Right/Wrong: How Technology Transforms Our Ethics

Right/Wrong: How Technology Transforms Our Ethics

by Juan Enriquez

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Overview

From the TED stage to the page, Juan Enriquez, author of As the Future Catches You and Evolving Ourselves, presents a lively and engaging guide to ethics in a technological age.

Most people have a strong sense of right and wrong, and many of us are not reluctant to argue with someone who disagrees. But when we take an unyielding stand on something we regard as an eternal truth, we forget that ethics evolve over time. What was once broadly acceptable is now completely unacceptable. For example, burning heretics is no longer considered a just punishment. Child marriage is not applauded as a family value. Many shifts in the right vs. wrong pendulum are affected by advances in technology. In Right/Wrong, Juan Enriquez reflects on the evolution of ethics in a technological age.

Product Details

ISBN-13: 9780262044424
Publisher: MIT Press
Publication date: 10/13/2020
Pages: 304
Sales rank: 410,957
Product dimensions: 5.60(w) x 8.30(h) x 1.20(d)

About the Author

Juan Enriquez is the author of As the Future Catches You, Evolving Ourselves, and other books. A frequent speaker at TED and other conferences, he has contributed to such publications as Harvard Business Review and Foreign Policy. He is the Director of Excel Venture Management, a life sciences venture capital firm.

Read an Excerpt

Whether you are conservative or liberal, there is so much sound and fury surrounding constant change. Perhaps that is one reason you’ve felt a touch uneasy lately? You are surrounded by so many people telling you, with absolute certainty, that you are doing x, y, or z wrong. And, at the same time, you too may feel: That is not how I was brought up, what I was taught. Why are so many doing really evil stuff?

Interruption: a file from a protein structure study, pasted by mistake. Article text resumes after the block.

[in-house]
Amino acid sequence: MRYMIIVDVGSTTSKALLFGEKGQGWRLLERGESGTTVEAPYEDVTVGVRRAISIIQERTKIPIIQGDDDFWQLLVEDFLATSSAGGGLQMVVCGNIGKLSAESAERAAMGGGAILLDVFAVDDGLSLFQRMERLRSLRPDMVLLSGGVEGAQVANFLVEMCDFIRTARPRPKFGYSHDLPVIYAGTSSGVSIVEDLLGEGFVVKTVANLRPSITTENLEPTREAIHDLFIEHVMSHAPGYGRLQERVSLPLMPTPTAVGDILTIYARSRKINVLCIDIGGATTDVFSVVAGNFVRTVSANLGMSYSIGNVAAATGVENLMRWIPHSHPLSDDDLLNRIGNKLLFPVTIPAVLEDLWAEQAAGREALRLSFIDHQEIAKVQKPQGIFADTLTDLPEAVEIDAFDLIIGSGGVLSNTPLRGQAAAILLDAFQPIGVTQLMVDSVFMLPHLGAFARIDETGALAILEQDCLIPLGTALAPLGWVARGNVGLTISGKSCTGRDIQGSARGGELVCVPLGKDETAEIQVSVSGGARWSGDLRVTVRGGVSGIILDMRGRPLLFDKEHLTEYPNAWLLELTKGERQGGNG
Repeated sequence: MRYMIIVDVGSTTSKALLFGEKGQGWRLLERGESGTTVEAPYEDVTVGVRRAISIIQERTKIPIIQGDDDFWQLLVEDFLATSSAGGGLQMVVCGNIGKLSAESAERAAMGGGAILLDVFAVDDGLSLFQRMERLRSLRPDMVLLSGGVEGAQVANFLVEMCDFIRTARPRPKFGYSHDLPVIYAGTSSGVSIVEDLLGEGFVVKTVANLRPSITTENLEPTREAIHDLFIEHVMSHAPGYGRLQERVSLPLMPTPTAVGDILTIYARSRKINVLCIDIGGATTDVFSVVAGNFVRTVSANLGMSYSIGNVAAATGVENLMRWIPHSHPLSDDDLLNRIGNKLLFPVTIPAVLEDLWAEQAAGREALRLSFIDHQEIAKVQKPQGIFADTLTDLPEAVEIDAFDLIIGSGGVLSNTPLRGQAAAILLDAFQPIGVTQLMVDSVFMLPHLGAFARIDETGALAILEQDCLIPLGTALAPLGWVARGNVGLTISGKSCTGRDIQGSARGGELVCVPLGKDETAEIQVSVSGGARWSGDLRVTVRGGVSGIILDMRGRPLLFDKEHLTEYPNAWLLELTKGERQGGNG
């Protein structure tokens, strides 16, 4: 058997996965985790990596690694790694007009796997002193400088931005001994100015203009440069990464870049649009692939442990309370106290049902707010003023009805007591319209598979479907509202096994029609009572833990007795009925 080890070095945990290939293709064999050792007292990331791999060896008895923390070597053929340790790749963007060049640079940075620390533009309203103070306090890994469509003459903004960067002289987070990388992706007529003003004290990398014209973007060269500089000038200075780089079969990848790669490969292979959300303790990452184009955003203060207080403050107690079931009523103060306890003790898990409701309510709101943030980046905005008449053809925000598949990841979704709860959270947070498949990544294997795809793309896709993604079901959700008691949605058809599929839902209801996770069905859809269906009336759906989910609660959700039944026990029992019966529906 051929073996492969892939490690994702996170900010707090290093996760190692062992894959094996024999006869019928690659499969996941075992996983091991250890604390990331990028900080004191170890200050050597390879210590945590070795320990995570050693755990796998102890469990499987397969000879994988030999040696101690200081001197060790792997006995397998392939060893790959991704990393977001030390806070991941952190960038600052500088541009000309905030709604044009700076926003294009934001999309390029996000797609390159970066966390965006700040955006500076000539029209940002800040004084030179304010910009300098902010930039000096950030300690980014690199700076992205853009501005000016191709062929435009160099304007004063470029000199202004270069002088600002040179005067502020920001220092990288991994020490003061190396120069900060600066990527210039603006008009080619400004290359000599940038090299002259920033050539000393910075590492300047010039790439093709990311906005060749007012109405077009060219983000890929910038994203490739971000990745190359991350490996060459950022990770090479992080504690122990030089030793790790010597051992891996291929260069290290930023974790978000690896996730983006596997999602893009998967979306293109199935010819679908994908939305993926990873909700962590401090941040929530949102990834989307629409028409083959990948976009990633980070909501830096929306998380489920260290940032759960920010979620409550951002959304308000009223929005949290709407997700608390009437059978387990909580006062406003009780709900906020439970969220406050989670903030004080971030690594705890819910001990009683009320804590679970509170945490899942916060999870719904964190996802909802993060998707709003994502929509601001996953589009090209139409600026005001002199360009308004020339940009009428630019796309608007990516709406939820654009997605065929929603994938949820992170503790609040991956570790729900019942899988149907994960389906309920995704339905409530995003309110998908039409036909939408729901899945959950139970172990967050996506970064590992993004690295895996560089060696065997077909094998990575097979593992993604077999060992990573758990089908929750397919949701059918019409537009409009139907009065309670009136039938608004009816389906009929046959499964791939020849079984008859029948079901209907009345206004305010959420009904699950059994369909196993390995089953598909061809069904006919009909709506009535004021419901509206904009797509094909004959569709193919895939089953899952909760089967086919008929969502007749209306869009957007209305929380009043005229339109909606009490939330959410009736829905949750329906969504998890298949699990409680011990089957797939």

It sometimes feels as though demons are loose everywhere, like never before. One ends up asking: Why is it so hard, for so many, to just understand and do what is RIGHT? In this Age of FEAR but also of GREAT Certainty, people take sides and barricade themselves behind positions they feel comfortable with. They declare they are tried-and-true (insert your favorite label): gay-rights activists, red-blooded conservatives, #MeToo, God-fearing X, Y, Zs, anti-vaxxers, #MAGA and so on. Many of us tend to judge an acquaintance as soon as we find out if they are R or D, for or against (insert favorite cause here).
Maybe even you feel that, unlike the rest of the surrounding, unwashed mob, you know Right from Wrong. And you loudly proclaim your absolute certainty, at school, in a stadium, on Twitter, Facebook, in bars, coffeehouses, and ballot boxes.
The far right and the far left have no monopoly on concern over the future. A lot of us are scared. For better, and worse, the speed of invention and adoption of new technologies is such that we have little time to consider, less time to adapt. Pick a random young adult book or movie: most are post-apocalyptic. The delicious terrors and perils of Harry Potter morphed into far darker takes: The Hunger Games, The Maze Runner, The Matrix, Divergent, and Game of Thrones. How about videogames? Pong, Tetris, and Super Mario morphed into massive online multiplayer games where armies of millions do battle and die.